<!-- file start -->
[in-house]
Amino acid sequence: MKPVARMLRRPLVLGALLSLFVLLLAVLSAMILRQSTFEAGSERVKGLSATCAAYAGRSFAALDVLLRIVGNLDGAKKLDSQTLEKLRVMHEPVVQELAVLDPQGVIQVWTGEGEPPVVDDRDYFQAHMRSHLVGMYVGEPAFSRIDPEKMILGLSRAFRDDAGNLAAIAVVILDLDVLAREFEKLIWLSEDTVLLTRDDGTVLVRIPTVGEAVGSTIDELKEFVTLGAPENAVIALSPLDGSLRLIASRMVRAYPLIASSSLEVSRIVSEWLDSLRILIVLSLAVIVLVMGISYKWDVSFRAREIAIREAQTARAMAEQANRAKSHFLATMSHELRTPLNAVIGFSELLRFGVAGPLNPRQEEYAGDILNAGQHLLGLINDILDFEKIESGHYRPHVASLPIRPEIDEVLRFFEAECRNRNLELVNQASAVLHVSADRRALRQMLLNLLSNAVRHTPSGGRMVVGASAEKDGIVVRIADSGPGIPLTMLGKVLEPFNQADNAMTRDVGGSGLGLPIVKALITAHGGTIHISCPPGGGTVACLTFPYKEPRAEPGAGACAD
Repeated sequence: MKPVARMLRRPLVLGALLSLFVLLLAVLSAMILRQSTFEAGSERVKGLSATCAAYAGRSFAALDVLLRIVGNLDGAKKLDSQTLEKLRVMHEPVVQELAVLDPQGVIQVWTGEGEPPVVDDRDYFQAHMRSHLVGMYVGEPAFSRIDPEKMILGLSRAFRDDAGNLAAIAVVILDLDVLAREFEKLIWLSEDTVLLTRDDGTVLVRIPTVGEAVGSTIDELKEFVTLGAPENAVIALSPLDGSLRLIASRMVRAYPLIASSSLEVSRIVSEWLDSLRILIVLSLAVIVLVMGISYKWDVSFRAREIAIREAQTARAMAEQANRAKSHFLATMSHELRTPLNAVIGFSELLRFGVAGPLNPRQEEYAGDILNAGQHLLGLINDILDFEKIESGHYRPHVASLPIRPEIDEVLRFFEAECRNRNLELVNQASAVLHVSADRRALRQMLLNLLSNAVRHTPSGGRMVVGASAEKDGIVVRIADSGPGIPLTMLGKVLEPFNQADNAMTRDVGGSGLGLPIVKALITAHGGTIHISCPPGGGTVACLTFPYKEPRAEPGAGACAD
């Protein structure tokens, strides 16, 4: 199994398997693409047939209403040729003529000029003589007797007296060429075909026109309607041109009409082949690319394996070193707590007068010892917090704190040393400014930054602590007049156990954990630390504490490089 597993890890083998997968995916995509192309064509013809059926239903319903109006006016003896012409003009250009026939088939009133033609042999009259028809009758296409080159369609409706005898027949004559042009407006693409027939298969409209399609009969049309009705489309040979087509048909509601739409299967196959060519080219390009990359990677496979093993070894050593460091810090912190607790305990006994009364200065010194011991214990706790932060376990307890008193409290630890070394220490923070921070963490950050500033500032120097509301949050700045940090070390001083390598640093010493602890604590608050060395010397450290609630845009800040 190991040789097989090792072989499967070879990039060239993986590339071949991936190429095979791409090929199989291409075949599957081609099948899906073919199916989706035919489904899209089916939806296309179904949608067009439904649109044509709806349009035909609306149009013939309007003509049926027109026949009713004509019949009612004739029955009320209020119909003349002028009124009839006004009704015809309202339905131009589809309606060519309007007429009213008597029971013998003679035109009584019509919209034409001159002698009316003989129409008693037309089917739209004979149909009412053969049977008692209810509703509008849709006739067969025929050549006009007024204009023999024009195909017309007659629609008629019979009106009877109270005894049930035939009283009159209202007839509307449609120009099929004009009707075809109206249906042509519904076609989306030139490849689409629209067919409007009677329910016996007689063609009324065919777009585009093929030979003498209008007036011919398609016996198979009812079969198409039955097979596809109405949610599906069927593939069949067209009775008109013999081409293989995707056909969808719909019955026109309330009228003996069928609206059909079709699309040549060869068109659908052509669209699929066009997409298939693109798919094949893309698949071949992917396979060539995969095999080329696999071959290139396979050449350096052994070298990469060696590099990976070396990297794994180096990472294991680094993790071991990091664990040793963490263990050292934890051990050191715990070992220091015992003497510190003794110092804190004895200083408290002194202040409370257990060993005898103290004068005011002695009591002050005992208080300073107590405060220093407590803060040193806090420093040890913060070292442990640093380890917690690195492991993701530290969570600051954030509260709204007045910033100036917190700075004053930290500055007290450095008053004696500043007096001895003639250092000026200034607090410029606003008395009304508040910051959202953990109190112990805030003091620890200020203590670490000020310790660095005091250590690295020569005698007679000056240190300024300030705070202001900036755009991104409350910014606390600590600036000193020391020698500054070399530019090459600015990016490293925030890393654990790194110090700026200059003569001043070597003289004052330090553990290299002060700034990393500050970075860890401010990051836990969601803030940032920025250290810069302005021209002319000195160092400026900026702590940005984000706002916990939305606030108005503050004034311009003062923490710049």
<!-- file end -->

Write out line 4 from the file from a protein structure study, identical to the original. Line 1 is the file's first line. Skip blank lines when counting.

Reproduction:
């Protein structure tokens, strides 16, 4: 199994398997693409047939209403040729003529000029003589007797007296060429075909026109309607041109009409082949690319394996070193707590007068010892917090704190040393400014930054602590007049156990954990630390504490490089 597993890890083998997968995916995509192309064509013809059926239903319903109006006016003896012409003009250009026939088939009133033609042999009259028809009758296409080159369609409706005898027949004559042009407006693409027939298969409209399609009969049309009705489309040979087509048909509601739409299967196959060519080219390009990359990677496979093993070894050593460091810090912190607790305990006994009364200065010194011991214990706790932060376990307890008193409290630890070394220490923070921070963490950050500033500032120097509301949050700045940090070390001083390598640093010493602890604590608050060395010397450290609630845009800040 190991040789097989090792072989499967070879990039060239993986590339071949991936190429095979791409090929199989291409075949599957081609099948899906073919199916989706035919489904899209089916939806296309179904949608067009439904649109044509709806349009035909609306149009013939309007003509049926027109026949009713004509019949009612004739029955009320209020119909003349002028009124009839006004009704015809309202339905131009589809309606060519309007007429009213008597029971013998003679035109009584019509919209034409001159002698009316003989129409008693037309089917739209004979149909009412053969049977008692209810509703509008849709006739067969025929050549006009007024204009023999024009195909017309007659629609008629019979009106009877109270005894049930035939009283009159209202007839509307449609120009099929004009009707075809109206249906042509519904076609989306030139490849689409629209067919409007009677329910016996007689063609009324065919777009585009093929030979003498209008007036011919398609016996198979009812079969198409039955097979596809109405949610599906069927593939069949067209009775008109013999081409293989995707056909969808719909019955026109309330009228003996069928609206059909079709699309040549060869068109659908052509669209699929066009997409298939693109798919094949893309698949071949992917396979060539995969095999080329696999071959290139396979050449350096052994070298990469060696590099990976070396990297794994180096990472294991680094993790071991990091664990040793963490263990050292934890051990050191715990070992220091015992003497510190003794110092804190004895200083408290002194202040409370257990060993005898103290004068005011002695009591002050005992208080300073107590405060220093407590803060040193806090420093040890913060070292442990640093380890917690690195492991993701530290969570600051954030509260709204007045910033100036917190700075004053930290500055007290450095008053004696500043007096001895003639250092000026200034607090410029606003008395009304508040910051959202953990109190112990805030003091620890200020203590670490000020310790660095005091250590690295020569005698007679000056240190300024300030705070202001900036755009991104409350910014606390600590600036000193020391020698500054070399530019090459600015990016490293925030890393654990790194110090700026200059003569001043070597003289004052330090553990290299002060700034990393500050970075860890401010990051836990969601803030940032920025250290810069302005021209002319000195160092400026900026702590940005984000706002916990939305606030108005503050004034311009003062923490710049």